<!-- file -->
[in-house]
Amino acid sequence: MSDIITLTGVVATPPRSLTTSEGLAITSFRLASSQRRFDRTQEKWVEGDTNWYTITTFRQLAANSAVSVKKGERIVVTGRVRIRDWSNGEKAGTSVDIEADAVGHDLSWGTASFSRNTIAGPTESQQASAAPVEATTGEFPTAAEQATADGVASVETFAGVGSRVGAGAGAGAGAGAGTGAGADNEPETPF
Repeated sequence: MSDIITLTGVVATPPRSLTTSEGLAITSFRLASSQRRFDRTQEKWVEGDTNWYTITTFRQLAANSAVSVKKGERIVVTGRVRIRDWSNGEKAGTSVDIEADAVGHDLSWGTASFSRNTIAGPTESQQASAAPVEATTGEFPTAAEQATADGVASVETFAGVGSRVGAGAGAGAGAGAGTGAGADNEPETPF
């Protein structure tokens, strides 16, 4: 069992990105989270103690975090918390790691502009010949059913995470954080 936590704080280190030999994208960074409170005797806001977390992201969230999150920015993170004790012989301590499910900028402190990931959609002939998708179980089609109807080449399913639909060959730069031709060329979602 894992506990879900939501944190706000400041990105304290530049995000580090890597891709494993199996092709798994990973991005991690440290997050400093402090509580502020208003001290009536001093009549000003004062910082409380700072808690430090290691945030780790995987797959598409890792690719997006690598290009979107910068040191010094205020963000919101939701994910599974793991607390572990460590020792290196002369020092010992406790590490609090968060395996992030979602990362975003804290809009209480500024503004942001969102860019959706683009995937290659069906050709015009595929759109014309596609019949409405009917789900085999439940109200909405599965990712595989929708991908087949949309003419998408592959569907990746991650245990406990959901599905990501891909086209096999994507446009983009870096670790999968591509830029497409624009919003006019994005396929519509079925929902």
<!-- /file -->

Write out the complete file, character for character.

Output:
[in-house]
Amino acid sequence: MSDIITLTGVVATPPRSLTTSEGLAITSFRLASSQRRFDRTQEKWVEGDTNWYTITTFRQLAANSAVSVKKGERIVVTGRVRIRDWSNGEKAGTSVDIEADAVGHDLSWGTASFSRNTIAGPTESQQASAAPVEATTGEFPTAAEQATADGVASVETFAGVGSRVGAGAGAGAGAGAGTGAGADNEPETPF
Repeated sequence: MSDIITLTGVVATPPRSLTTSEGLAITSFRLASSQRRFDRTQEKWVEGDTNWYTITTFRQLAANSAVSVKKGERIVVTGRVRIRDWSNGEKAGTSVDIEADAVGHDLSWGTASFSRNTIAGPTESQQASAAPVEATTGEFPTAAEQATADGVASVETFAGVGSRVGAGAGAGAGAGAGTGAGADNEPETPF
């Protein structure tokens, strides 16, 4: 069992990105989270103690975090918390790691502009010949059913995470954080 936590704080280190030999994208960074409170005797806001977390992201969230999150920015993170004790012989301590499910900028402190990931959609002939998708179980089609109807080449399913639909060959730069031709060329979602 894992506990879900939501944190706000400041990105304290530049995000580090890597891709494993199996092709798994990973991005991690440290997050400093402090509580502020208003001290009536001093009549000003004062910082409380700072808690430090290691945030780790995987797959598409890792690719997006690598290009979107910068040191010094205020963000919101939701994910599974793991607390572990460590020792290196002369020092010992406790590490609090968060395996992030979602990362975003804290809009209480500024503004942001969102860019959706683009995937290659069906050709015009595929759109014309596609019949409405009917789900085999439940109200909405599965990712595989929708991908087949949309003419998408592959569907990746991650245990406990959901599905990501891909086209096999994507446009983009870096670790999968591509830029497409624009919003006019994005396929519509079925929902």